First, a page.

Morgan Angerbauer Needlessly Died from DKA in Jail


The parents of a woman with Type 1 diabetes posted a video of her death from diabetic ketoacidosis (DKA) in an Arkansas jail cell to raise awareness of medical maltreatment in the prison system.

According to a report in the Texarkana Gazette, the video shows the last moments of the life of Morgan Angerbauer, who grew unresponsive and then seemingly slipped into a coma before dying . The video’s timestamp also contradicts the timeline provided in an official report by investigators of the efforts to try and save her.

Read more: Seeking Blame in Morgan’s Death

Angerbauer’s death is a tragic example of the shortcomings of medical care for Type 1 diabetes in the U.S. penal system. The young woman’s descent into fatal DKA most likely began long before the time shown on the video.

Records show Angerbauer was booked at a Texarkana jail on June 28, 2016 for violations of her probation for a nonviolent drug offense. The next day, she was registering blood sugar readings over 400 and 500, which probably meant she was already generating ketones in the bloodstream. Despite this, she was never taken to the hospital for treatment. Her blood sugar levels did go down on the morning of June 30th, as a nurse registered her blood sugar level as 74 mg/dL.

Read more: A DKA Death in Jail.

Those incarcerated often must wait hours for blood sugar readings or insulin dosing. At 4:30 p.m., it was recorded that Angerbauer had missed “refused” to have her blood sugar levels checked; however, it is unclear if this means she actively refused. The Gazette report states that a report of “refusal” could be literal, or it could mean that someone was unresponsive or asleep during the visit. A person with diabetes with high blood sugar readings or ketones in the blood stream (or who is experiencing low blood sugar readings, for that matter) can appear lethargic, incoherent, and defiant.

(Click here to see the video. Warning – it is graphic and disturbing.)

Angerbauer asked to have her blood sugar levels checked a half hour later, but the nurse, Brittany Johnson, refused. Angerbauer then began pleading for help until sometime between 1 a.m. and 2 a.m., according to a correctional officer on duty. She then went silent, but no one checked on her until sometime in the hour of 4 a.m.

And here is where the official record and the video timestamp diverge. An investigation revealed that the officer who reported Angerbauer go silent had filled in times for medical tasks before they actually were completed, so there is no accurate written record.

Also, official reports of the incident diverge from the timestamp on the cell’s security camera video. Johnson says she went into Angerbauer’s cell to provide treatment at 4:40 a.m., and that paramedics arrived at 5:07 a.m. However, the video shows the nurse entered Angerbauer’s cell at 4:13 a.m., and spent much of that time unsuccessfully taking blood pressure and blood sugar readings. Correctional officers can be seen with their cell phones out during that time, but it appears no one called 911 until a correctional officer reported doing so at 4:57 a.m.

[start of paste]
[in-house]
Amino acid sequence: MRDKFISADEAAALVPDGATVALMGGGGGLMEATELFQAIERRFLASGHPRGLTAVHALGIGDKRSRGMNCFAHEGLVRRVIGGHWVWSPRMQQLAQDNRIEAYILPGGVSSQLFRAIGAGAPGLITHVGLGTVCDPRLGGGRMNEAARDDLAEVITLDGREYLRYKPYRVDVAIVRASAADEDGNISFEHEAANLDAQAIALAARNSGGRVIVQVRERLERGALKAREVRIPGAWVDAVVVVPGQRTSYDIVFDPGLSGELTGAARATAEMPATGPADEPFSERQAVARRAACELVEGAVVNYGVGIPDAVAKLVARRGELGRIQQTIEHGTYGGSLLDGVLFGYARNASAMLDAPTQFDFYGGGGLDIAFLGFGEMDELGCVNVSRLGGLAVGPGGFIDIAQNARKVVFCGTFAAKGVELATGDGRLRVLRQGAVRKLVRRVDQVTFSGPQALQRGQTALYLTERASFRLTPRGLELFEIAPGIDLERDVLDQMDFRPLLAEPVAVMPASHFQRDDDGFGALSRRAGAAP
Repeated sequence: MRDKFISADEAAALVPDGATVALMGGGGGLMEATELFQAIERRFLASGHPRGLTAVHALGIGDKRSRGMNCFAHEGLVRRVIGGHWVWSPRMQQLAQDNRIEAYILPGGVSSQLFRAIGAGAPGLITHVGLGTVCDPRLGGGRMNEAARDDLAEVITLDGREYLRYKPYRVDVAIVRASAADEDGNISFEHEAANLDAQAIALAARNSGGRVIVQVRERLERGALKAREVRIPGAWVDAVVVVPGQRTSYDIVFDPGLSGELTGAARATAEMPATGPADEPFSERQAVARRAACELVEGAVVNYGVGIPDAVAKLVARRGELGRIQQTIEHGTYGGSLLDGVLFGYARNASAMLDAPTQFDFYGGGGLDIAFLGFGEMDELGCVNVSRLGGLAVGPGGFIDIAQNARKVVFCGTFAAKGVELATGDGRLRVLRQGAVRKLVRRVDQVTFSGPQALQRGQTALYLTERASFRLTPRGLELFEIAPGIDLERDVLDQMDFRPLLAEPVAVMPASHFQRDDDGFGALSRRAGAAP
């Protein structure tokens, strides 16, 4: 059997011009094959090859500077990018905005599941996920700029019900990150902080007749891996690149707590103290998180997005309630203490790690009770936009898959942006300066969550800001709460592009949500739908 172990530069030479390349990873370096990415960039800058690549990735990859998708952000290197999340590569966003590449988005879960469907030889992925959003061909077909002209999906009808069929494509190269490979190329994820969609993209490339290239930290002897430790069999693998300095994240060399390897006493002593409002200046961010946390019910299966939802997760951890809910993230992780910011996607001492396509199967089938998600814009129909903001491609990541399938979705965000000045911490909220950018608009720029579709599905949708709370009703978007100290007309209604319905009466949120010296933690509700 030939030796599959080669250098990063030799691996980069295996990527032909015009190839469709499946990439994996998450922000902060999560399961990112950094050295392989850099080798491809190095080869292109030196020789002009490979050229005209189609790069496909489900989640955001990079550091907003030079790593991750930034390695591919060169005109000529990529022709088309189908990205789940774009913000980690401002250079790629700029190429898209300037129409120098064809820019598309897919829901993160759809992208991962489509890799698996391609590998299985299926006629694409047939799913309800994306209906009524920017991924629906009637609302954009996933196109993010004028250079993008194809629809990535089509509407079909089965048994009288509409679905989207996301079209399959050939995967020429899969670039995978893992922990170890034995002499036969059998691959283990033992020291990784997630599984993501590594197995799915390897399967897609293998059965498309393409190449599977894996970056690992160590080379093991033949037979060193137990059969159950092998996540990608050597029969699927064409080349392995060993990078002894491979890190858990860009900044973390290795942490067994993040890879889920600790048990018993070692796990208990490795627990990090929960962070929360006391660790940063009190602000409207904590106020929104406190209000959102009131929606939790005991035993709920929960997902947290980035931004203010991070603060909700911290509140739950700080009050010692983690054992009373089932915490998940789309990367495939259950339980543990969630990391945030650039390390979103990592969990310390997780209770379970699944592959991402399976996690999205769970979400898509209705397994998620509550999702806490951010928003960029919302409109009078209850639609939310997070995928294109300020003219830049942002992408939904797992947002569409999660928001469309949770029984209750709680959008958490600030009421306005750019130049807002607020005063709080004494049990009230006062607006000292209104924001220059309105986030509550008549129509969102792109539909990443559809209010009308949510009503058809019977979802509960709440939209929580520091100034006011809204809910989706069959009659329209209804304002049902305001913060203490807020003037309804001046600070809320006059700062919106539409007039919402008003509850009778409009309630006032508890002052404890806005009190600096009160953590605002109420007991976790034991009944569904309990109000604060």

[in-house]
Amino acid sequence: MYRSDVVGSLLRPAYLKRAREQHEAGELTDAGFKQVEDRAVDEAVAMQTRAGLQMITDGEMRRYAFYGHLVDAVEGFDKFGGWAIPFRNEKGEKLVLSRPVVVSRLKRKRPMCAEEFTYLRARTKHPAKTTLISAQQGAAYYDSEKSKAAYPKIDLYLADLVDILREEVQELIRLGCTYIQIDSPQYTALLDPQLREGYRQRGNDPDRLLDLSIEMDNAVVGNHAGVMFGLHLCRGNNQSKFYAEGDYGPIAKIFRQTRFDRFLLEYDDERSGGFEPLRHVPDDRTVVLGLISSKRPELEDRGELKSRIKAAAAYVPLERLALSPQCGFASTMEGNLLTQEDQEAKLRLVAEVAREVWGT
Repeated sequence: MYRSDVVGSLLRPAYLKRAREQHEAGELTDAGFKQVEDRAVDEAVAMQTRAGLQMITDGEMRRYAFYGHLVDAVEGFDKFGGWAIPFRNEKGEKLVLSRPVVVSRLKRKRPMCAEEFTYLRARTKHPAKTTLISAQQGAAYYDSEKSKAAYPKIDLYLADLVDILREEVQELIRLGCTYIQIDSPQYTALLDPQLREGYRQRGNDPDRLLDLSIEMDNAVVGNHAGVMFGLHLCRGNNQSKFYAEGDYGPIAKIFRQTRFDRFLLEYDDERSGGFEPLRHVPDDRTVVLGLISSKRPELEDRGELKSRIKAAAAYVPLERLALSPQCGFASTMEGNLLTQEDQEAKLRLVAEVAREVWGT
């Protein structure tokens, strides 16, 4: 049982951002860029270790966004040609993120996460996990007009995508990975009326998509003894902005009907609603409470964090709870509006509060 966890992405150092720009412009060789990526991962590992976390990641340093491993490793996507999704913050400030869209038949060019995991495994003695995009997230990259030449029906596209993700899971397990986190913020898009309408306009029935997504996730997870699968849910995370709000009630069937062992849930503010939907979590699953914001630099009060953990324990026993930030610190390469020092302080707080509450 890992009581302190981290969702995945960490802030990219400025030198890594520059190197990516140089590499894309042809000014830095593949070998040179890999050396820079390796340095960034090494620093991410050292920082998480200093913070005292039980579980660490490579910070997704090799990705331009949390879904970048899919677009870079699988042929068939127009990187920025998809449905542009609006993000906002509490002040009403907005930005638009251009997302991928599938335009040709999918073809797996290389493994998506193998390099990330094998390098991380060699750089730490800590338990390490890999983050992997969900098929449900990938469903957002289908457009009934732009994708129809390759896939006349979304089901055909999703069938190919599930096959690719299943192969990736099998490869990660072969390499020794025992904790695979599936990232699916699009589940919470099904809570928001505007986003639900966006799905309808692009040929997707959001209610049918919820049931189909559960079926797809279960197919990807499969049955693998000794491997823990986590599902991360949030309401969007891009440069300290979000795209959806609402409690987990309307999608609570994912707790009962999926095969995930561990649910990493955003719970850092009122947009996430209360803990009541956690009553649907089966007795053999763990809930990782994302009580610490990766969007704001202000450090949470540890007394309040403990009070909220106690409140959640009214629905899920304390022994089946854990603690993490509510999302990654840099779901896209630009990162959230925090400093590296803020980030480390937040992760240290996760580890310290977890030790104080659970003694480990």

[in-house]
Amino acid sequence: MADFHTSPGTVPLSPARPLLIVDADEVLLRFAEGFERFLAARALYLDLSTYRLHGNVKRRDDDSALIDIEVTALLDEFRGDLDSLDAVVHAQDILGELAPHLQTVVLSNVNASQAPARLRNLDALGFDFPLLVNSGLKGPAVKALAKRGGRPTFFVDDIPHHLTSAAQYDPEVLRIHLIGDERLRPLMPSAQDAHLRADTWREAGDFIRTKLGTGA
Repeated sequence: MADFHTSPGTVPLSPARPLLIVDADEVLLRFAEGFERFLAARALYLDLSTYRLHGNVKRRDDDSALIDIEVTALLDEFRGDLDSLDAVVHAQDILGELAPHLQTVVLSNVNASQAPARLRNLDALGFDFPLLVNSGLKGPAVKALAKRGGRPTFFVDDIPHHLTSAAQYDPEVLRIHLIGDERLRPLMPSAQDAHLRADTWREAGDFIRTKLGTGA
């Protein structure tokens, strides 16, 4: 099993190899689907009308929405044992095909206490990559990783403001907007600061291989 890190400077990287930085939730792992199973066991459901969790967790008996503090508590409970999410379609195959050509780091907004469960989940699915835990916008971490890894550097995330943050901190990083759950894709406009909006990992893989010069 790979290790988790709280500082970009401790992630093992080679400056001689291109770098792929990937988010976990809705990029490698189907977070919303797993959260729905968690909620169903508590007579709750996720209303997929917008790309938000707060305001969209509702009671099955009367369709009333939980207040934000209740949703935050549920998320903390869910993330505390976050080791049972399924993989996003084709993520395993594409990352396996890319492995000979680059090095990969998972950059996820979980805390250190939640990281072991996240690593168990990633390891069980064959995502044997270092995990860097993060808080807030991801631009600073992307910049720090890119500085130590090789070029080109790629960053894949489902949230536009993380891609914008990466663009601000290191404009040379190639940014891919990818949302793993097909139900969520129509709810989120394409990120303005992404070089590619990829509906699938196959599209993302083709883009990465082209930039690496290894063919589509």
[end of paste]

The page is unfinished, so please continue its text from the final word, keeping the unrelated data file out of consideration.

The lawyer for Angerbauer’s parents says that if help had been called earlier in that critical hour, Angerbauer might be alive today. It’s also true, however, that she probably should have received medical treatment hours, if not a day, earlier. There was ample time to save her before that 30-minute window.

At 5:10 a.m., Johnson “scratches her head and closes Angerbauer’s eyes,” according to the Gazette report. She is now on trial for negligent homicide, and has plead not guilty.

It is here that we must diverge from strict reporting, for reporting such a tragedy without a suggestion for how to work towards avoiding similar tragedies seems like journalistic malpractice.

The Type 1 diabetes community has done an extremely good job organizing and advocating for those who are actively engaged in their Type 1 diabetes care. Now might be a good time to advocate for those who might otherwise be overlooked.

This includes the incarcerated. If you would like to improve the health care of those in jails or prisons, consider working with an organization like The Center for Prisoner Health and Human Rights to advocate for better health care in the U.S. correctional system. Also, certified diabetes educators and diabetes activists might consider offering courses in blood sugar management and the symptoms of DKA and hypoglycemia for local jail and prison officials.

With the level of diabetes care options available in the U.S., there is no reason another person with diabetes should die in a cell from untreated high blood sugar.

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Craig Idlebrook is a past editor for Insulin Nation, Type 2 Nation, and Información Sobre Diabetes. He is now the community engagement and content manager for T1D Exchange.

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